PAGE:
Every October, we are made vividly aware that it is Breast Cancer Awareness Month. The pink push for mammography quadruples, and the stories of smiling, shield wielding survivors donning pink ribboned paraphernalia decorate social media, TV and billboards throughout the country just like condos popping up on any piece of vacant land in Edgewater, NJ.
But, do we talk about those who didn’t survive? Maybe it’s a harsh reality, but it is certainly a scare booster to get screened. Candy coating the devastating truth that breast cancer can turn you into a mere mortal should be as much of a call to order as survival rates. Granted my mother’s journey started in the early 90s, and we have progressed into another universe as far as detection and treatment, but the fact remains, it’s not all about pink cupcakes and running marathons.
My experience with breast cancer is not a gleeful story of hope and survivorship. It’s a photo album of memories that were cut off when I lost my mother at 28, right after the birth of my first child. Most people think they will live forever, and I am sure my mother did not expect to die, or leave us at 62, but that was her destiny… thank you breast cancer.
I remember her early diagnosis around 55. She had a baseline mammogram that did not detect anything. It was a routine OBGYN exam right after that when her dr., Dr. Richard Levine at what was then Columbia Presbyterian, finished a breast exam, and walked over to the sink to wash his hands. At that moment he turned to her and said, “I need to re-examine you. Something isn’t right.” And, he did, and there was the lump. Later to be identified as a very aggressive malignancy. That moment from God gave my mother another five years with me.
She was baked with radiation and infused with chemo. She lost her beautiful hair…a woman so radiant and fashionista of her time. She was sick and nauseous, battled fevers and infection, but determined to live. She clutched on to the Blessed Mother as her go-to girl, and as she lived healthy, never missed Mass, said her Rosary, and gave her sacrifice of health to the Lord. In return, the Blessed Mother granted her faithful follower health and curly hair during remission. We were doing okay, until the five-year mark hit.
She tried to keep the discovery from me. I was very pregnant with Devin and she was so focused on the arrival of her grandchild, that she put so much effort into masking the reality for me. She told me there was a lump on her lung, which, in the end was a mets to the lung from the breast. Not good.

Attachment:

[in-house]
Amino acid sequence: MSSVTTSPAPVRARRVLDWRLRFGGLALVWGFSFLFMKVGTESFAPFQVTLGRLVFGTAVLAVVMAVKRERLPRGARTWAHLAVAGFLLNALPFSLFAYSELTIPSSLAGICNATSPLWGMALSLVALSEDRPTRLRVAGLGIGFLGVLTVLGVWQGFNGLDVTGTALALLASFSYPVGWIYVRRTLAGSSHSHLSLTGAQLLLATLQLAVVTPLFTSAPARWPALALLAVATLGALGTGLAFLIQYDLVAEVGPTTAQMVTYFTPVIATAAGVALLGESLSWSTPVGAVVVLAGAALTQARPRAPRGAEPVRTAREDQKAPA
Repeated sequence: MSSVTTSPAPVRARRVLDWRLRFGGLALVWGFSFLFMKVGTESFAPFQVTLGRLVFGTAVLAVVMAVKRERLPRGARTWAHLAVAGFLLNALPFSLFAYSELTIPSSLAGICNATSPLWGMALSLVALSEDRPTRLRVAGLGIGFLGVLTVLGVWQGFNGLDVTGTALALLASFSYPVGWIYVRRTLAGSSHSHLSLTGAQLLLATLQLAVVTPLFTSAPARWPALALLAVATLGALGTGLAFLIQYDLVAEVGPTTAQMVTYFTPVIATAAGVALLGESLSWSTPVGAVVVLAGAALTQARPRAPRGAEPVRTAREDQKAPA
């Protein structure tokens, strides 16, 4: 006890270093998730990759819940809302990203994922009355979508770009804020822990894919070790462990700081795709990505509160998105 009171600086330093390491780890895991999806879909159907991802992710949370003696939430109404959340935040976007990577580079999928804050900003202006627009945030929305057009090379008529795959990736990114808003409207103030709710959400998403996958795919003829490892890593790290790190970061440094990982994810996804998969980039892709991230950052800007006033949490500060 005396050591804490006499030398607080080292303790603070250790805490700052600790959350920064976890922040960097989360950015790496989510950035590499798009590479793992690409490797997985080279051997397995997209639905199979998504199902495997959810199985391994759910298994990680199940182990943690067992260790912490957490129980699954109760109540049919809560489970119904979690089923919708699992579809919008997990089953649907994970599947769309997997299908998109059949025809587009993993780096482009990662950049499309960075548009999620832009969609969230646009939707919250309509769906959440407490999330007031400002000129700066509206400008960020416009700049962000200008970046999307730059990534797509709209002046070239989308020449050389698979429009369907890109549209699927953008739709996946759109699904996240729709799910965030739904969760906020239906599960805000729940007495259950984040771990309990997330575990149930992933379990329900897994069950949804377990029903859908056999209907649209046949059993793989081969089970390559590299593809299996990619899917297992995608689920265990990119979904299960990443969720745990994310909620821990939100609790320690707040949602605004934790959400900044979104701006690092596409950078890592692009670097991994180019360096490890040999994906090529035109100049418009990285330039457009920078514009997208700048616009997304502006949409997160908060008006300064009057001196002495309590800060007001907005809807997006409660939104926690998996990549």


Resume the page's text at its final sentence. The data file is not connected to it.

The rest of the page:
This time she opted for more heroic, experimental treatment at St. Vincent’s Hospital, where oddly enough my future husband was on staff, under the watch of Dr. William Grace. She loved him and more importantly, trusted him. He coupled up with Dr. Niculae Ciobanu, a hematologist aptly from Transylvania, Romania to execute a new treatment called stem cell. In a nutshell, stem cell extracts stem cells, or fresh cells from your body, and harvests them to recirculate. While all that is going on, your body’s immune system is brought to ground zero, almost death. During that period, stem cells are injected into your body in the hopes they will regenerate and destroy the cancer. And, they did just that. She was cancer free. But somebody didn’t take into account that she had rheumatic heart from childhood, and these harsh drugs are cardio toxic. An avid walker, aerobic participant, diet watcher, non-smoker was no match for these chemicals. She died after falling into a drug induced coma on January 31, 1996.
I was always told to pray to St. Scholastica for snow, because according to her name, she was the patron saint of weather and school closings. I think that’s a big fib, but in any event, she sent the Blizzard of ’96 exactly on the day of Devin’s baptism before she entered the hospital. Her last event.
My heart is in my colon about to escape like a huge hemorrhoid when I go for my yearly mammogram. But I go. I go for my family, because being without my mother and not being able to ever give my kids my mother is the most heartbreaking thing I am reminded of, every day.
So yes, let us support and celebrate the beautiful survivors who are here with us today thanks to the sacrifice and brilliant minds of doctors and scientists who have devoted their lives and talents to a cure. Their hard work is not in vein, especially with so many treatments and earlier detection and technology not even scratching the surface 30 years ago.
But, let’s remember those who tried, but did not make it. Get screened to live, and become a survivor. Early detection makes all the difference, and the choices to aid in that survival are bountiful.
Ok, have a pink cupcake, wear the ribbon, and run the 5k.